Vulnerability in the Combined Charging System for Electric Vehicles

Brokenwire is a novel attack against the Combined Charging System (CCS), one of the most widely used DC rapid charging technologies for electric vehicles (EVs). The attack interrupts necessary control communication between the vehicle and charger, causing charging sessions to abort. The attack can be conducted wirelessly from a distance using electromagnetic interference, allowing individual vehicles or entire fleets to be disrupted simultaneously. In addition, the attack can be mounted with off-the-shelf radio hardware and minimal technical knowledge. With a power budget of 1 W, the attack is successful from around 47 m distance. The exploited CSMA/CA behavior is a required part of the HomePlug GreenPHY, DIN 70121 & ISO 15118 standards and all known implementations exhibit it.

Brokenwire has immediate implications for many of the 12 million battery EVs estimated to be on the roads worldwide — and profound effects on the new wave of electrification for vehicle fleets, both for private enterprise and for crucial public services. In addition to electric cars, Brokenwire affects electric ships, airplanes and heavy duty vehicles. As such, we conducted a disclosure to industry and discuss in our paper a range of mitigation techniques that could be deployed to limit the impact.


You can download the full paper from the NDSS website.

Cite us

You want to cite our work? Great! Here you can find the bib-file.

Get the code

Our attack and evaluation source code are available on GitHub.

Get in touch

If you have any questions, feel free to reach out to us.



The charging technology standardized as the Combined Charging System (CCS) — the name presented to a vehicle user — is in fact a collection of multiple technical standards. During the charging session, the Electric Vehicle (EV) and the Electric Vehicle Supply Equipment (EVSE) exchange important messages, such as the State of Charge (SoC) and the maximum possible current. The high-bandwidth IP link used for the communication is provided by the HomePlug GreenPHY (HPGP) power-line communication (PLC) technology. Depending on the geographical region, CCS uses different plug types which are illustrated in Figure 1. Nevertheless, the underlying technology is the same.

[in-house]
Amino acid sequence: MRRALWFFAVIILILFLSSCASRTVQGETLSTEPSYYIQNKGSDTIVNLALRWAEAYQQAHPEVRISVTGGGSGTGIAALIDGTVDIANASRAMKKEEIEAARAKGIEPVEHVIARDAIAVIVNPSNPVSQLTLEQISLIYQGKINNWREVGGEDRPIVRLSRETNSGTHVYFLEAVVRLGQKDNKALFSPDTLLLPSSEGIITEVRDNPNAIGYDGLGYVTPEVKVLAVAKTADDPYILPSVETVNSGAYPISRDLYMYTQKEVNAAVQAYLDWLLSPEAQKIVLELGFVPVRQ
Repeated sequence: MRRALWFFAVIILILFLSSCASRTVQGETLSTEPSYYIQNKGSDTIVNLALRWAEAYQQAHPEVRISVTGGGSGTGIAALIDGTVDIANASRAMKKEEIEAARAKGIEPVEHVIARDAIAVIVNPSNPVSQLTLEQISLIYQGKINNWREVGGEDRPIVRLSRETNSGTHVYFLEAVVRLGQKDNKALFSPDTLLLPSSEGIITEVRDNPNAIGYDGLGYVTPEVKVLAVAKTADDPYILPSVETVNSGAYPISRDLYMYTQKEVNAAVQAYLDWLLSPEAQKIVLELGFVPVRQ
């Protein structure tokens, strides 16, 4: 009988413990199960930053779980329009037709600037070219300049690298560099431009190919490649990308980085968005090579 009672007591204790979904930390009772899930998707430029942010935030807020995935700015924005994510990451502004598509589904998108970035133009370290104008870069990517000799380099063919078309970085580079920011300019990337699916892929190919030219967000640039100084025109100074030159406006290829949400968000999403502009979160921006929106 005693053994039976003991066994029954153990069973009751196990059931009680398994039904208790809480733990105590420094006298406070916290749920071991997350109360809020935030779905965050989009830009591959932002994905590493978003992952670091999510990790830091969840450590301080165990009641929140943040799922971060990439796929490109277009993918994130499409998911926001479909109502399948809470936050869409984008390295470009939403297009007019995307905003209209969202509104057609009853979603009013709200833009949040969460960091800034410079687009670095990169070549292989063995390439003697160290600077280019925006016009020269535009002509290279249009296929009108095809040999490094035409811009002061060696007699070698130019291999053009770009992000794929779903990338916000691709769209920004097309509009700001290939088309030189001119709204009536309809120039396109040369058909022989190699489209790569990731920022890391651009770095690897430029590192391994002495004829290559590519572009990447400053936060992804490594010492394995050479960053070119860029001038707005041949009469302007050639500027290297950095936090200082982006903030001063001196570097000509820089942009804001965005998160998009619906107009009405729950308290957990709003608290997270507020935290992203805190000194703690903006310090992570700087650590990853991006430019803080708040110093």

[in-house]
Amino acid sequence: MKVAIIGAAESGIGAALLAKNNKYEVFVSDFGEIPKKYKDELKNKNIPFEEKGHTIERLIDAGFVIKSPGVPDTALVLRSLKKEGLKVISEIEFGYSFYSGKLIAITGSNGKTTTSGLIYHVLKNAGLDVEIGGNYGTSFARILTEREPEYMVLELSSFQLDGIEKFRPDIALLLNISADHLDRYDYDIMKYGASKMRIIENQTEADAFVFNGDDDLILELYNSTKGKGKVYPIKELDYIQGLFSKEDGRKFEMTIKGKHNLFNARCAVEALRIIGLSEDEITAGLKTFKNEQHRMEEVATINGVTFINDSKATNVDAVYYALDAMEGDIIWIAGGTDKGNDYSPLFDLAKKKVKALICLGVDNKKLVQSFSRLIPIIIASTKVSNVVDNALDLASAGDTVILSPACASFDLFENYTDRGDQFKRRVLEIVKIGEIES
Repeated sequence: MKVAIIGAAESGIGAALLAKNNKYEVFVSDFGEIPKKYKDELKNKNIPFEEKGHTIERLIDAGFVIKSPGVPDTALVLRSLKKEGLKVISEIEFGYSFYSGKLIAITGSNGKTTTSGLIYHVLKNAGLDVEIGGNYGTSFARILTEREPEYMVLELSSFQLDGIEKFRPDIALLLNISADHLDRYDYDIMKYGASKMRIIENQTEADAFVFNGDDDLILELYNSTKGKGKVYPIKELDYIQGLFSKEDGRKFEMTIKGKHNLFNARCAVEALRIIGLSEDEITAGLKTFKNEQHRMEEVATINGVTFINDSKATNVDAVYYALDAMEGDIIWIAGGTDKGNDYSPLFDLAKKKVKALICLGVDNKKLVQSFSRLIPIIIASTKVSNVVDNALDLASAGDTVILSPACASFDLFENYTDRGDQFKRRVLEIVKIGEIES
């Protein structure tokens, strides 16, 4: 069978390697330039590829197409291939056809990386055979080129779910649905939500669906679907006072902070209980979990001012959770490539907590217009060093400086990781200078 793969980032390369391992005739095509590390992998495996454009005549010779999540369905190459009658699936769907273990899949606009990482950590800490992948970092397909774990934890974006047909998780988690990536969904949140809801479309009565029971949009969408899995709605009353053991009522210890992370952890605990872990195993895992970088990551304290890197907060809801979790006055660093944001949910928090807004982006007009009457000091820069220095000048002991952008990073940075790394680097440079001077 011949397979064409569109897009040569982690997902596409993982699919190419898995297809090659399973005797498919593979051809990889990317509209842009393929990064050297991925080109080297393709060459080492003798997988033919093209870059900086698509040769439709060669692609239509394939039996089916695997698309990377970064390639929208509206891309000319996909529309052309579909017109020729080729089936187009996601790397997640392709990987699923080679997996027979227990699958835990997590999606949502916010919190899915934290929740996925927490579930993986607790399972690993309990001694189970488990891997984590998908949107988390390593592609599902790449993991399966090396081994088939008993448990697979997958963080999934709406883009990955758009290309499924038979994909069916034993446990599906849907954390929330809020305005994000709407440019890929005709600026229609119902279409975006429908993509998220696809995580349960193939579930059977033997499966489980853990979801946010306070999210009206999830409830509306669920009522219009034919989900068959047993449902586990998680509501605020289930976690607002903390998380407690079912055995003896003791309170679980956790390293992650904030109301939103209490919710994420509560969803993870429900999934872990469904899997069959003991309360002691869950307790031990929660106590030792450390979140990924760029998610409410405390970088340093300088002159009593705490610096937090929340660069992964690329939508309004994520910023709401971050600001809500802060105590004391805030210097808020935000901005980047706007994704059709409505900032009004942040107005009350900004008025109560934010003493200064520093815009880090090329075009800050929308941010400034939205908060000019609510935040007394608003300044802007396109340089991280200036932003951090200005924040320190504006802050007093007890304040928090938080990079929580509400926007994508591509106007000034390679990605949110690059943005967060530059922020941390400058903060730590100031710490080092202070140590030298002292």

Attack Details

The Brokenwire attack exploits the Carrier-Sense Multiple Access with Collision Avoidance (CSMA/CA) mechanism that is required to be present in any standard-compliant implementation. The CSMA-CA behaviour is repeatedly triggered such that neither vehicle (EV) nor charger (EVSE) ever have an opportunity to transmit. While this action alone could prevent communication indefinitely, it only needs to be applied for a few seconds in order to trigger a timeout in the higher layers of the communication protocol (e.g. ISO 15118). At this point, the entire charging process is aborted and the attacker can stop broadcasting, making it only necessary to have temporary physical proximity to the victim.

Exploiting CSMA/CA

The public HomePlug GreenPHY standard defines Carrier-Sense Multiple Access with Collision Avoidance (CSMA/CA) as a channel access method. If a node wishes to transmit a message, it will check for other nodes already transmitting. In case an ongoing transmission is detected, the node will wait for a short, random period of time before attempting to transmit again. This process is repeated indefinitely, until the transmission medium is idle, and the message can be transmitted.
The Brokenwire attack exploits this channel access mechanism to force the PLC modems at both nodes to endlessly back off and stop communicating. The attacker continuously transmits a recognizable signal, in this case a preamble, convincing any listening nodes that the channel is busy. The transmission is repeated indefinitely, such that both modems continue to wait and cannot transfer any data.

Generating an Attack Signal

In HPGP, the preamble is used to mark the beginning of a frame, to synchronize the receiver's clock with the transmitter and to permit channel state estimation. All frames begin with a standard HPGP preamble, which is sufficient to trigger the CSMA/CA mechanism in nodes that receive it. As such, Brokenwire uses a preamble waveform as an attack signal. The preamble is defined in the standard as a concatenation of repeated preamble symbols, each generated as follows: